They are not simply identifying problems, but are coming to the table prepared to offer solutions for moving forward successfully; an action that is consistent with the Registered Nurse’s responsibility to advocate for population health and safety, to lead initiatives that improve health care systems, and to work to establish quality professional practice environments.
When we are made aware, we are accountable to act and NBNU leaves us all accountable with the work they have presented herein.”
Alisha Keough, RN M.SC.
“The Forgotten Generation is a timely report that reveals how a confluence of factors, inattention and a lack of capacity by successive provincial governments have led to a situation where long-term care in New Brunswick is akin to being self-regulated.
The lack of or minimal inspections with little follow-up for non-compliance orders, nursing homes petitioning for a lower qualified staffing complement, and an unwillingness by Governments to enforce needed staffing levels, coupled with poor tracking data, where it exists, seriously undermines quality long-term care.
Long-term care is no longer simply a Department of Social Development issue but needs significant input and guidance from citizens and the Department of Health to meet the increasingly complex medical needs of an older clientele, unlike the situation 25 years ago. New Brunswick seniors – our family members – deserve better.”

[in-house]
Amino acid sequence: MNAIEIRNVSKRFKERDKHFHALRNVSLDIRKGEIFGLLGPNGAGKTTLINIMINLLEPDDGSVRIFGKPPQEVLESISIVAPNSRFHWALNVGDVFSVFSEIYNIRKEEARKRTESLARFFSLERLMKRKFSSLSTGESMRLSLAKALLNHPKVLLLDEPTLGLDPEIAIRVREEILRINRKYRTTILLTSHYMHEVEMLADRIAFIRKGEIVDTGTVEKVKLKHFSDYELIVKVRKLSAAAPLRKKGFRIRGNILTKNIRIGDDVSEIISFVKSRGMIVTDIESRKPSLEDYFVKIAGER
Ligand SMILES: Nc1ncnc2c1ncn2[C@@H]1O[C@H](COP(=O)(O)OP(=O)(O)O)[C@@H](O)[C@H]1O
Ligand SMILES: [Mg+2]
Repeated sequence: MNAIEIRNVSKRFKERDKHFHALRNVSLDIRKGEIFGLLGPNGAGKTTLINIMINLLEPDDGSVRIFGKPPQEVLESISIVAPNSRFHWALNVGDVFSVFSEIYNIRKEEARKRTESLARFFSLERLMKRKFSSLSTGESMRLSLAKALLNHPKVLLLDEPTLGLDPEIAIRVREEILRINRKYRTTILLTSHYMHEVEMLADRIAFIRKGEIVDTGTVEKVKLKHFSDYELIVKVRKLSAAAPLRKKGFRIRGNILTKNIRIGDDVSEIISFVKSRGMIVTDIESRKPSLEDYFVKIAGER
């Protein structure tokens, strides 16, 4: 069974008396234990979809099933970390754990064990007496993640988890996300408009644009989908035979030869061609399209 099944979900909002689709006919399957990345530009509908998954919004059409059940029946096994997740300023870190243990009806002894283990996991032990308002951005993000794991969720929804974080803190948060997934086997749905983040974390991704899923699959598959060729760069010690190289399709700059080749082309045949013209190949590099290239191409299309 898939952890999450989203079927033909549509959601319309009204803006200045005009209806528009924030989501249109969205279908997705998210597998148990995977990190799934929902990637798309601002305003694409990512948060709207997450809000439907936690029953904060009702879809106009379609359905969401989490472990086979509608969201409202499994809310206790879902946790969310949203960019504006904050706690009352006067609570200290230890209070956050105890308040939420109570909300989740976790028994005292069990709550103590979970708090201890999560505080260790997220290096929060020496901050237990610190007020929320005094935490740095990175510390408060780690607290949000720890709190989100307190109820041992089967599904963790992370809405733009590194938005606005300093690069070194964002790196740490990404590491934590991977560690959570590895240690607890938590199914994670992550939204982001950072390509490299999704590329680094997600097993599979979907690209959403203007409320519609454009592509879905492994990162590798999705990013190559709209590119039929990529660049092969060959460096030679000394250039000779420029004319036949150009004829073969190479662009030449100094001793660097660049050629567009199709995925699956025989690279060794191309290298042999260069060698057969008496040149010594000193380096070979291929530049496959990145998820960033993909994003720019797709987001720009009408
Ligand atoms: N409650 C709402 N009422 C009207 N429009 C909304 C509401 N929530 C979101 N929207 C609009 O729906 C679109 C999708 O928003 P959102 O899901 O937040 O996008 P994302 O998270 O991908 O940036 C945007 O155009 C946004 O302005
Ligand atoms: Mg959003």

Dr. Mario Levesque
“The Forgotten Generation provides a shocking picture of the satiation in New Brunswick’s nursing homes, but it is not surprising. The province has over many years chosen to see long-term care as an expense that should be minimized.
As the report details, New Brunswick has been lowering hours of care and the ration of regulated staff over a number of years, resulting in poor care and staffing shortages. These decisions have been compounded by relying on casual and part-time work and low pay.
The cost-cutting decisions reflect a custodial model where the job is simply to feed and clean residents. It sees them as less than human. The residents of nursing homes are not chairs to be dusted; they are full human beings. As you read this report, I urge you to constantly ask yourself, “how would I want to live?””
Dr. Deborah Van Den Hoonaard
COMMENTARY: Why New Brunswick Needs a Long-Term Care Inquiry
The Government of New Brunswick – acting alone – can no longer be depended on to chart a path forward for the province’s nursing home sector and the nearly 5000 seniors under its care. Our Government’s oversight of New Brunswick nursing homes is not a solution; it is – in many ways – the problem. This week, the New Brunswick Nurses Union (NBNU) released our report, The Forgotten Generation: An Urgent Call for Reform in New Brunswick’s Long-Term Care Sector. That report’s findings should concern every New Brunswicker. We are failing our most vulnerable seniors.